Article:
raganwald
Monday, February 04, 2008
  Drama in the North Atlantic
It’s like tying the Titanic to the iceberg. It’d keep you from sinking just long enough to freeze to death.
—Andy Baio’s take on Microsoft buying the sinking Yahoo

Via Daring Fireball, which serves up a cogent analysis. The prognostication: Microsoft will either sell or shutter Yahoo’s products and migrate customers onto Microsoft’s products like Hotmail.

and another…

The Borg-Yahoo merger won't work. Here’s why. It’s like taking the two guys who finished second and third in a 100-yard dash and tying their legs together and asking for a rematch, believing that now they’ll run faster.

Here’s the weird thing: I first heard that line about the 100-yard dash from Ballmer himself, maybe a decade ago.
—Fake Steve Jobs on why Steve Ballmer is out of ideas
 

Comments on “Drama in the North Atlantic:
Would we hear the same types of comments if it were Google - Yahoo? I am not saying this (potential) merger is going to go smoothly, but it just seems there is a lot of mental baggage associated with anything Microsoft does.
 
Would we hear the same types of comments if it were Google - Yahoo?

I hope so. Yahoo is a floundering company and has been for quite some time. Anybody buying it is going to have to explain why they think they should pay a premium over today's stock price when if we wait three months the price will be even lower.

Having watched Time-AOL and HP-Compaq, anybody buying Yahoo should not get a free pass on the "Synergies" lame explanation for how it will make money.

I would absolutely have questions about anybody—including personal favourite companies like Google or Apple—buying a festering sore like Yahoo.
 
I totally agree. I, too wonder why they are paying so much for the stock. What value do they think they are getting for that kind of money?

Of course, I thought the same about the YouTube purchase by Google. I haven't seen anything come out of that yet either (although there has been some rumbling about "contextual advertising" by various parties).
 
What value do they think they are getting for that kind of money?

Users and page views.

They almost certainly aren’t paying for technology, since they will rewrite everything they don’t throw away (Don’t ask me why, since the HotMail rewrite and the Vista rewrite should establish that Microsoft’s core competence is relabeling things they buy, not shipping software).

And not talent, Yahoo employees come in three types: those that are in demand and leave for greener pastures, those that are killed in the stampede to the exits, and those that stay to work for Microsoft because nobody else wants them.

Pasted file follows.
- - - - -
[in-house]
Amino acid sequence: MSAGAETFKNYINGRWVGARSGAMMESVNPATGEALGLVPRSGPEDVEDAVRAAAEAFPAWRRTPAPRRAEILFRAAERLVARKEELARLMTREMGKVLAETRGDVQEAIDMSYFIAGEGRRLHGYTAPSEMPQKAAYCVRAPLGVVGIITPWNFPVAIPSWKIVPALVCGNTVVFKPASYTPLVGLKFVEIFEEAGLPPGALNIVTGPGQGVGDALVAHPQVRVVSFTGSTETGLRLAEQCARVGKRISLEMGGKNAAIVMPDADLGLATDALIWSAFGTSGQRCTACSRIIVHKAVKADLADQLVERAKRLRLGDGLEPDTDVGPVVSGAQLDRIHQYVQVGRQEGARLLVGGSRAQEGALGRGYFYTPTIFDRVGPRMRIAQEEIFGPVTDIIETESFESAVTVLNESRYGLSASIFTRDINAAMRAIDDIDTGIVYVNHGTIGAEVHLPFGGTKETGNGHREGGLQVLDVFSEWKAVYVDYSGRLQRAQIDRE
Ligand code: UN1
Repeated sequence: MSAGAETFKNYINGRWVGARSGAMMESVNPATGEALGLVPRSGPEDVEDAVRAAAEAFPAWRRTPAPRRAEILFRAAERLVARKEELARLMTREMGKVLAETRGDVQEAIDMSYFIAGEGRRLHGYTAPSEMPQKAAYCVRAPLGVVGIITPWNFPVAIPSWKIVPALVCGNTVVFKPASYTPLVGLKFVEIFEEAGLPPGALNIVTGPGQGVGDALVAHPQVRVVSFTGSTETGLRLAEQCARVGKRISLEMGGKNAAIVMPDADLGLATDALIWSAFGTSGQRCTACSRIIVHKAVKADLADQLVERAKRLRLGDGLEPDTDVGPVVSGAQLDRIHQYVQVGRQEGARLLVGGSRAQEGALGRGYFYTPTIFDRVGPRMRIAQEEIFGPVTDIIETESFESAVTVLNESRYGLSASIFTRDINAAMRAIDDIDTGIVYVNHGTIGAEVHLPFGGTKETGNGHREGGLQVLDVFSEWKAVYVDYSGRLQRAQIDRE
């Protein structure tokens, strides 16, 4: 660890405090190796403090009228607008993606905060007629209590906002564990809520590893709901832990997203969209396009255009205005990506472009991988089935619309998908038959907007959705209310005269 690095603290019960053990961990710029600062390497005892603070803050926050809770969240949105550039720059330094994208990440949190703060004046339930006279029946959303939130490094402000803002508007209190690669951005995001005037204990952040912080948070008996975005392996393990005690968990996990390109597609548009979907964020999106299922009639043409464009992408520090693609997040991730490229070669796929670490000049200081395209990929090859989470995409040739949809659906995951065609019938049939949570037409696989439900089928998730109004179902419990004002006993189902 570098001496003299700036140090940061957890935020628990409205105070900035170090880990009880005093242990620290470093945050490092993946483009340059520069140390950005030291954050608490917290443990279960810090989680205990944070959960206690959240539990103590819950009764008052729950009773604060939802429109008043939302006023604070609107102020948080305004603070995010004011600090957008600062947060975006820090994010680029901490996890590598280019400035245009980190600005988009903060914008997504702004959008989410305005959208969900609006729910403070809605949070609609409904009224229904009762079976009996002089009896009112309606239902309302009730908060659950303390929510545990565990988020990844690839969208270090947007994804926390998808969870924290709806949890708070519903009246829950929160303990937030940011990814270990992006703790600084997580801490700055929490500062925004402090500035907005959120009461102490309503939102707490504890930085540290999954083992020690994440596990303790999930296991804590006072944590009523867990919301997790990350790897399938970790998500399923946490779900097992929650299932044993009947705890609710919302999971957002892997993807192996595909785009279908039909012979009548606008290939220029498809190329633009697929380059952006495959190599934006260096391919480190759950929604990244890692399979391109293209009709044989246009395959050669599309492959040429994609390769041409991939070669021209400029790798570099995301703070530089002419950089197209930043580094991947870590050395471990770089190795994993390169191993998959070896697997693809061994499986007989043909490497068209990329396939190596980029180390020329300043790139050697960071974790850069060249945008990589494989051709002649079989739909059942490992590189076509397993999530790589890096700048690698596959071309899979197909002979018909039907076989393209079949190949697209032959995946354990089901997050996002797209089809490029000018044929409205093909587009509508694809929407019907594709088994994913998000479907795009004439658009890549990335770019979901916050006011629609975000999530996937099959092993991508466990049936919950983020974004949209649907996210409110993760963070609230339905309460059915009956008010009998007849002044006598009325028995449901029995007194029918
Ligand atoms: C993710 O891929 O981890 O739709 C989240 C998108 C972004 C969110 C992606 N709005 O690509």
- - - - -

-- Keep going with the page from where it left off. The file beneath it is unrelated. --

Ok, perhaps a few people stay because they buy into an elaborate fantasy that for the first time in business history, the purpose of the buy-out is to give them an opportunity to pursue their real dreams with the resources of the buying company behind them, yada yada yada.

But right now, if I could invest in anything, it would be Silicon Valley Head-Hunter stock. These people suddenly have a lot of inventory.

p.s. I wonder how it will feel in Redmond when people get pulled off of their projects to work on integrating this giant mess? As one person put it, all ski vacations are canceled for the next 24 months. That has to feel good!
 
This merger reminds me of an accident I witnessed in my rear-view mirror while driving to work one morning. It's like watching 1985 crash into 1995 while you're trying to figure out where Apple and Google are going. Or maybe I'm being overly harsh. Flickr is the only Yahoo or Microsoft app/service I use, so I really hope they don't break it. Assuming the merger even happens.
 
No, you misunderstand it completely. Microsoft is making a daring bid to replace Computer Associates in the growing field of places where technology goes to die.
 
No, you misunderstand it completely. Microsoft is making a daring bid to replace Computer Associates in the growing field of places where technology goes to die.
 
Use map!

(Blogger rejected the html [pre] and [code]. Big mistake. Here's a little test method:

class Array
def dumpit
0.upto(self.size - 1){|y| print "%5d" % self[y]
print "\n" if 9 == (y%10)
}
print "\n"
end
end
print "Doubling the even subscripts, the odd numbers. Before:\n"
a = (1..100).to_a
a.dumpit
First = a.object_id

print "After:\n"
a.map!{|n| (0 == (n%2)) ? n : 2 * n}
a.dumpit
Second = a.object_id
if (First != Second)
print "A different object!! #{First} != #{Second}\n"
end
 
Um, blogger put my previous response on the wrong post...
 




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